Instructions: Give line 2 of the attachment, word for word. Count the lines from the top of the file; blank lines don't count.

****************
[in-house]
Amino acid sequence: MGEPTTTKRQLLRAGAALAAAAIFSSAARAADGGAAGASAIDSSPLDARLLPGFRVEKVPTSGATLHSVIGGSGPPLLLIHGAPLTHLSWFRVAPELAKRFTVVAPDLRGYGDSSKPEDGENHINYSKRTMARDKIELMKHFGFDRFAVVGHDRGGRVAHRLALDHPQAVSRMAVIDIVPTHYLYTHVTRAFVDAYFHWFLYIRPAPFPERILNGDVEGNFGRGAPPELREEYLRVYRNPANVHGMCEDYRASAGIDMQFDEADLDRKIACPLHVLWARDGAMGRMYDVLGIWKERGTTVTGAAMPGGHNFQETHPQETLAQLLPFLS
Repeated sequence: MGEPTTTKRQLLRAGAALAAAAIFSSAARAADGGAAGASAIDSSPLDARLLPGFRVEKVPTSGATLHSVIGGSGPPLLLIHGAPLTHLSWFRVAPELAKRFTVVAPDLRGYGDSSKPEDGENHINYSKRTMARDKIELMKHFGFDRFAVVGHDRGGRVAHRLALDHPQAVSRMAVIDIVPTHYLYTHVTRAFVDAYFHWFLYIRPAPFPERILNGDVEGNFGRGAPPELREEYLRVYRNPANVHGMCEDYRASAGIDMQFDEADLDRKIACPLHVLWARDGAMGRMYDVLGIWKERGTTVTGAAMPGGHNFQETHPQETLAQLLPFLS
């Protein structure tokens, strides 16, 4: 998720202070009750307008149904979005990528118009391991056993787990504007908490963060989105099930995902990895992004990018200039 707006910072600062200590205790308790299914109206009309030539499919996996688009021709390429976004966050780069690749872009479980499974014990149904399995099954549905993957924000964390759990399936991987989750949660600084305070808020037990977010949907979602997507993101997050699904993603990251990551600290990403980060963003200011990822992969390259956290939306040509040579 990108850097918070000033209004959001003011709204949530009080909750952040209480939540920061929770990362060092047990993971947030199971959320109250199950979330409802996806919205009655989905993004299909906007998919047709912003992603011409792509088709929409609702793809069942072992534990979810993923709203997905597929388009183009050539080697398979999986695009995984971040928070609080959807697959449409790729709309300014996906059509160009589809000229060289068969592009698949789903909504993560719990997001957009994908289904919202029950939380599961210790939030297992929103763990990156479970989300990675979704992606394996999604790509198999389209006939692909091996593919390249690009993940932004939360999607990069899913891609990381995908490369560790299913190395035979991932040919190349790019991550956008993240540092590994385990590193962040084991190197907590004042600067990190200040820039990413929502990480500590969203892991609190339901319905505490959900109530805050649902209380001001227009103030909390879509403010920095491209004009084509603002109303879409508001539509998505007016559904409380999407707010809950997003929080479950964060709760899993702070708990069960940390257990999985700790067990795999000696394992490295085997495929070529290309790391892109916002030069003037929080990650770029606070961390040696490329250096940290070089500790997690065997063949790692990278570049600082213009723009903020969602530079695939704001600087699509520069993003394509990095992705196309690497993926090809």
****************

Amino acid sequence: MGEPTTTKRQLLRAGAALAAAAIFSSAARAADGGAAGASAIDSSPLDARLLPGFRVEKVPTSGATLHSVIGGSGPPLLLIHGAPLTHLSWFRVAPELAKRFTVVAPDLRGYGDSSKPEDGENHINYSKRTMARDKIELMKHFGFDRFAVVGHDRGGRVAHRLALDHPQAVSRMAVIDIVPTHYLYTHVTRAFVDAYFHWFLYIRPAPFPERILNGDVEGNFGRGAPPELREEYLRVYRNPANVHGMCEDYRASAGIDMQFDEADLDRKIACPLHVLWARDGAMGRMYDVLGIWKERGTTVTGAAMPGGHNFQETHPQETLAQLLPFLS